Thursday, February 27, 2014

Making a Difference with Blake Mycoskie By: Katie Scott ENGL 336

On February 25th of 2014, Frostburg State University held a program in Compton, room 226, commending the founder of TOMS shoes. The program was held by the National Society of Leadership and Success at Frostburg.  The Society often brings in speakers, who are inspirational leaders, to speak to college students.  The founder of TOMS, Blake Mycoskie, shared his life experiences with the adherent audience.  Blake went on to share his successes as the founder of TOMS and the struggles he faced when starting his own company.      
Mycoskie founded TOMS in 2006 and has been helping children in need of shoes ever since.  TOMS is a philanthropic company that sells shoes, giving a pair away free to impoverished children with every purchase.   Mycoskie said “TOMS is called TOMS because I could not fit tomorrow on the little label of the shoe.”  TOMS is short for tomorrow’s shoes because the message is that impoverished children will get shoes tomorrow for shoes purchased today.  Mycoskie was on a trip in Argentina when he was inspired to create TOMS, he saw children in Argentina battling foot diseases because they had no shoes and had to walk miles to school.  TOMS started in Mycoskie’s small Los Angeles apartment; Mycoskie said “I didn’t know anything about shoes or business since I worked for a software development company as my day job.”   Mycoskie said “I hired 3 college interns off Craig’s List to help me with TOMS.”  Mycoskie’s office was his apartment, and his office phone was his home phone.  Once the public started becoming aware of his “One for One” program, tons of orders were called in.  So many, in fact, that he couldn’t fill all the 2,000 orders with the 200 shoes in his duffle bag.  Mycoskie had to board a flight to Argentina the next day, where the shoes were being made. The people he had met in Argentina were willing to come together and start producing more shoes. Once the money was collected, the shoes meant for the Argentinian children were made and distributed. He started appearing in magazines, such as Vogue, all claiming him to be a suave businessman—Mycoskie said “he was nothing like that.”  Nordstrom contacted Mycoskie for a large shipment of shoes to be delivered the next day. When the order couldn’t be filled, the Nordstrom representative became angry and asked to speak to the TOMS sales representative. Mycoskie tossed the phone to a random intern, who pretended to be the sales representative, calmed the Nordstorm caller and compromised—after six weeks, Nordstrom would be distributing TOMS. To this day, Nordstrom is the biggest provider for TOMS shoes.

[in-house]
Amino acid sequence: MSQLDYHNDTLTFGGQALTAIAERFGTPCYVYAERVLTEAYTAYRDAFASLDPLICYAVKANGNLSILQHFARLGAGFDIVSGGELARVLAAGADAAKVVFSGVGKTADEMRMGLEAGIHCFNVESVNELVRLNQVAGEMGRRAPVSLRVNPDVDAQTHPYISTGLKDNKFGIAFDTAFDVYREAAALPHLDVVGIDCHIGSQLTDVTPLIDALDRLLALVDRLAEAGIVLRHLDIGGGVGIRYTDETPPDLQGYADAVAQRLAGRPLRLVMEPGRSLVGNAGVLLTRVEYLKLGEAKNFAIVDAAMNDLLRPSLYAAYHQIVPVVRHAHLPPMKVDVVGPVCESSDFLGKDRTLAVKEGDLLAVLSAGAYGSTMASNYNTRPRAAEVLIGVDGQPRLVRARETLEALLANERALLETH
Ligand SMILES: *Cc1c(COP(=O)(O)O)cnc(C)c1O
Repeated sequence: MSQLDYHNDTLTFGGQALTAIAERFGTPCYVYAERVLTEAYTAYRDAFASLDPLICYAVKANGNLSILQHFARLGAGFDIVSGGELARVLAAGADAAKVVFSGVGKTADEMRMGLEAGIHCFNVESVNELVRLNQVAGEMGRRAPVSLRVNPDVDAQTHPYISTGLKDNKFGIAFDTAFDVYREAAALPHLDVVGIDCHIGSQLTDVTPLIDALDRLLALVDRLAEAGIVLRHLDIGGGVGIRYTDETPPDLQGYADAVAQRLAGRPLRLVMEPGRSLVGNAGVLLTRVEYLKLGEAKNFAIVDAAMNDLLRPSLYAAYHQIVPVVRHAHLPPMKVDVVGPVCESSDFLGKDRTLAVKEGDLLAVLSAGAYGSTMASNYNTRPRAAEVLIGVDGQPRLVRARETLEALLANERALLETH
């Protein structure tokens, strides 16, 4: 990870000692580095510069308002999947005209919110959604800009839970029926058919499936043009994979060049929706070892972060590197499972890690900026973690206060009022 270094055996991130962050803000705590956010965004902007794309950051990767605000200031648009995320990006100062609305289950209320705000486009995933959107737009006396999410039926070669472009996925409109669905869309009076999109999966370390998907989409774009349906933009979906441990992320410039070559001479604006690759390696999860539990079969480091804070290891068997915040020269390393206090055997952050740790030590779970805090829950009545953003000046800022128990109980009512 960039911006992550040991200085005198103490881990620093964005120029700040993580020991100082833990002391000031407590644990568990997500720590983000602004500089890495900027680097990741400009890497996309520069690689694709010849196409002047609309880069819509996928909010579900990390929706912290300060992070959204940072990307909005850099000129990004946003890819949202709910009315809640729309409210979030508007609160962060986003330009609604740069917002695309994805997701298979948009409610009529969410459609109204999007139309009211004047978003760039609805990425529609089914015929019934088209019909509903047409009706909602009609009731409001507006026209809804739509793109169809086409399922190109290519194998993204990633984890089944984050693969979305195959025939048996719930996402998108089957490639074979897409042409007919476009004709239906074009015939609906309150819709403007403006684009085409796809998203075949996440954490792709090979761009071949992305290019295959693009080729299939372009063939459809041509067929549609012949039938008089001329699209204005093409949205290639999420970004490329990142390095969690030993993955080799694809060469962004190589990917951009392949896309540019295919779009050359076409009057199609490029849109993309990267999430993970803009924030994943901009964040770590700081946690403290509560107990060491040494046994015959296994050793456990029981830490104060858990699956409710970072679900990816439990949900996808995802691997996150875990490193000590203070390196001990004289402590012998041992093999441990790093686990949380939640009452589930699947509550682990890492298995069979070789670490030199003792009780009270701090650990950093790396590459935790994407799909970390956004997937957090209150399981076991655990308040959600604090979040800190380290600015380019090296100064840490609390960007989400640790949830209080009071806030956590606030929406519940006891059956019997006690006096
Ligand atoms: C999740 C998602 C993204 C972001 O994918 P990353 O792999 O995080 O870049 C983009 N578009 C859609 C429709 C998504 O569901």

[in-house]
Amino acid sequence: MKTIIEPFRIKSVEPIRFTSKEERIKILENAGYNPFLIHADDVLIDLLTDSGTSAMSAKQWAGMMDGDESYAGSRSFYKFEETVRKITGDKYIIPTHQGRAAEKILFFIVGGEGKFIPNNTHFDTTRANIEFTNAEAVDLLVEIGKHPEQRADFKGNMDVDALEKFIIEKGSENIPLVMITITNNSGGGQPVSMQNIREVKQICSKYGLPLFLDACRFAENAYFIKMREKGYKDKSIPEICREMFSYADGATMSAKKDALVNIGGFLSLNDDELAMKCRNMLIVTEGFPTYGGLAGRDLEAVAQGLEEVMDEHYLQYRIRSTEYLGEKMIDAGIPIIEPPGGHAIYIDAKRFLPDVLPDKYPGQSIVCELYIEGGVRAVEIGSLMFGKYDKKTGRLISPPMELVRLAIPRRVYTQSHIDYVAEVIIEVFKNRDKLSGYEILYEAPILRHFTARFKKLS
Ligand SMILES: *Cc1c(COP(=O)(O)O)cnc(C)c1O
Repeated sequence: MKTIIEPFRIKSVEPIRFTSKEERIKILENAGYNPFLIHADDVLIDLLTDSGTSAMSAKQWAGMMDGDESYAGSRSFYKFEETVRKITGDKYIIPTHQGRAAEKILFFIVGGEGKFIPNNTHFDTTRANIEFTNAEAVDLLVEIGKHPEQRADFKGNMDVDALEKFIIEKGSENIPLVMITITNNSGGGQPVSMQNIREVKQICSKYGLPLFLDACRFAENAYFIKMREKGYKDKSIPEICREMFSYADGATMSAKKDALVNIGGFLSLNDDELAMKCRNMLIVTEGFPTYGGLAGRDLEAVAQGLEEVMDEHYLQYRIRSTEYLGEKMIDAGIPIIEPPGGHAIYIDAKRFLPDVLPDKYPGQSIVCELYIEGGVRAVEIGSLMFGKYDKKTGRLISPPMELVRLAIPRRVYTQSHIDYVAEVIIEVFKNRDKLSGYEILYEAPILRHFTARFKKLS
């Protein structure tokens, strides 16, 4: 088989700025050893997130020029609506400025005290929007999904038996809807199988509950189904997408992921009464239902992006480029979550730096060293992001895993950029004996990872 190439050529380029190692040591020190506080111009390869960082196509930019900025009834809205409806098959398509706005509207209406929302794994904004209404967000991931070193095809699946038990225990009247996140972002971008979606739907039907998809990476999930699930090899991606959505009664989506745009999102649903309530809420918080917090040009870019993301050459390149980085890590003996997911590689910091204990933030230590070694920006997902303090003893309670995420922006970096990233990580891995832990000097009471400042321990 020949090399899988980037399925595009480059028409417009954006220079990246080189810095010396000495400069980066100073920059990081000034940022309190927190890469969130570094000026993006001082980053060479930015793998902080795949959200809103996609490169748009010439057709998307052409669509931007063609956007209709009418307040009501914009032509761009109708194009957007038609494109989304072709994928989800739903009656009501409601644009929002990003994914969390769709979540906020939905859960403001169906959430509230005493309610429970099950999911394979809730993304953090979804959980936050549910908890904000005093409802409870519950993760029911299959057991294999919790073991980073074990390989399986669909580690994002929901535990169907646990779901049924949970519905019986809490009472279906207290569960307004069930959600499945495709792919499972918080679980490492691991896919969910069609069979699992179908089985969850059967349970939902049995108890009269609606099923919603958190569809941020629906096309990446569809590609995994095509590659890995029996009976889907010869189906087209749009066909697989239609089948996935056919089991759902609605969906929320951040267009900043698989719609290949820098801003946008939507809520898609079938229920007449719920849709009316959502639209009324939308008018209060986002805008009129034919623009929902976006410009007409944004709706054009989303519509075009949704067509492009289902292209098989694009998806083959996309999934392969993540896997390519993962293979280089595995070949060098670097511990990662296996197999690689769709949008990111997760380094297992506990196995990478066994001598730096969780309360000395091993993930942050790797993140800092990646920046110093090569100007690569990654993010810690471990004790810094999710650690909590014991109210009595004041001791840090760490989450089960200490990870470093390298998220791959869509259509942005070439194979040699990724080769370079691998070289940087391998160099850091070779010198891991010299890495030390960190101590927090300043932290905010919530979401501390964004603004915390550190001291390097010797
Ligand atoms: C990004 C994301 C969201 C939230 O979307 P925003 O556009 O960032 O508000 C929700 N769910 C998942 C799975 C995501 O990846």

After Nordstrom became TOMS largest distributor, Mycoskie realized that TOMS needed more employees and people who knew what they were doing. He worked with public relations and business people, as well as individuals who knew all about shoes—how to make them, and how to sell them. They branched out their types of shoes from the traditional slip-on to athletic wear, wedges, and boots.  They also began to give shoes to impoverished kids in other South American countries as well as Africa. The countries with the highest rates of foot disease and poverty are TOMS focus. They still give away their standard slip-on to children who need to walk to school and athletic shoes for those who have more active lifestyles. Mycoskie continues to be successful with his company and encourages others to make a positive difference in the world.
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